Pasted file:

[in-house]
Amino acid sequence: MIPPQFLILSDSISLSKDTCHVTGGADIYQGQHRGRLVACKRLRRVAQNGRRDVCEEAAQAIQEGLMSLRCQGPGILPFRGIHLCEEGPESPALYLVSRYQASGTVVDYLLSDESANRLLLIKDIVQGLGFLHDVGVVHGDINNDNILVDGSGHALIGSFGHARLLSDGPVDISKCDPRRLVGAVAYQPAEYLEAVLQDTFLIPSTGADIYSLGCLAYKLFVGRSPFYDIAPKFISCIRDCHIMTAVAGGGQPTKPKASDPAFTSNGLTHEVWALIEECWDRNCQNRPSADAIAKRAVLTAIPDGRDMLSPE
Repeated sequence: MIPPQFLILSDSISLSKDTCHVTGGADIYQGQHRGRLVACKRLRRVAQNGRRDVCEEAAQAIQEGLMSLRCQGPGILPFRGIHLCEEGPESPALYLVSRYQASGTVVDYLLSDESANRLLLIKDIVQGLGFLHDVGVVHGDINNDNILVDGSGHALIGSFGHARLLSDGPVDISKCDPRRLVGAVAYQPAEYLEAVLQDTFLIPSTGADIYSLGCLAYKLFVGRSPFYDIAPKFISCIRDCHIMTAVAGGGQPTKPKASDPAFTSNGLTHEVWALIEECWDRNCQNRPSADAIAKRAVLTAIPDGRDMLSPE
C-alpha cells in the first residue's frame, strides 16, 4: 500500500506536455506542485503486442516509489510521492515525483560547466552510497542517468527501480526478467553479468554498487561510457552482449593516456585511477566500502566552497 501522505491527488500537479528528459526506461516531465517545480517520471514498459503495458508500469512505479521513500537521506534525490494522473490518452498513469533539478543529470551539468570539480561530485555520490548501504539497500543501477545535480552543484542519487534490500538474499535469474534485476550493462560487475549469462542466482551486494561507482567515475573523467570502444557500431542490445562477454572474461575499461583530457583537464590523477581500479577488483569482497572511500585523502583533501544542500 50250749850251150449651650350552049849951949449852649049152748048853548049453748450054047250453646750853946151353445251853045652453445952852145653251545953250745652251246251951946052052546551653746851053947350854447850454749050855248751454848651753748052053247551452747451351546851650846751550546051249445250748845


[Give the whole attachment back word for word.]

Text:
[in-house]
Amino acid sequence: MIPPQFLILSDSISLSKDTCHVTGGADIYQGQHRGRLVACKRLRRVAQNGRRDVCEEAAQAIQEGLMSLRCQGPGILPFRGIHLCEEGPESPALYLVSRYQASGTVVDYLLSDESANRLLLIKDIVQGLGFLHDVGVVHGDINNDNILVDGSGHALIGSFGHARLLSDGPVDISKCDPRRLVGAVAYQPAEYLEAVLQDTFLIPSTGADIYSLGCLAYKLFVGRSPFYDIAPKFISCIRDCHIMTAVAGGGQPTKPKASDPAFTSNGLTHEVWALIEECWDRNCQNRPSADAIAKRAVLTAIPDGRDMLSPE
Repeated sequence: MIPPQFLILSDSISLSKDTCHVTGGADIYQGQHRGRLVACKRLRRVAQNGRRDVCEEAAQAIQEGLMSLRCQGPGILPFRGIHLCEEGPESPALYLVSRYQASGTVVDYLLSDESANRLLLIKDIVQGLGFLHDVGVVHGDINNDNILVDGSGHALIGSFGHARLLSDGPVDISKCDPRRLVGAVAYQPAEYLEAVLQDTFLIPSTGADIYSLGCLAYKLFVGRSPFYDIAPKFISCIRDCHIMTAVAGGGQPTKPKASDPAFTSNGLTHEVWALIEECWDRNCQNRPSADAIAKRAVLTAIPDGRDMLSPE
C-alpha cells in the first residue's frame, strides 16, 4: 500500500506536455506542485503486442516509489510521492515525483560547466552510497542517468527501480526478467553479468554498487561510457552482449593516456585511477566500502566552497 501522505491527488500537479528528459526506461516531465517545480517520471514498459503495458508500469512505479521513500537521506534525490494522473490518452498513469533539478543529470551539468570539480561530485555520490548501504539497500543501477545535480552543484542519487534490500538474499535469474534485476550493462560487475549469462542466482551486494561507482567515475573523467570502444557500431542490445562477454572474461575499461583530457583537464590523477581500479577488483569482497572511500585523502583533501544542500 50250749850251150449651650350552049849951949449852649049152748048853548049453748450054047250453646750853946151353445251853045652453445952852145653251545953250745652251246251951946052052546551653746851053947350854447850454749050855248751454848651753748052053247551452747451351546851650846751550546051249445250748845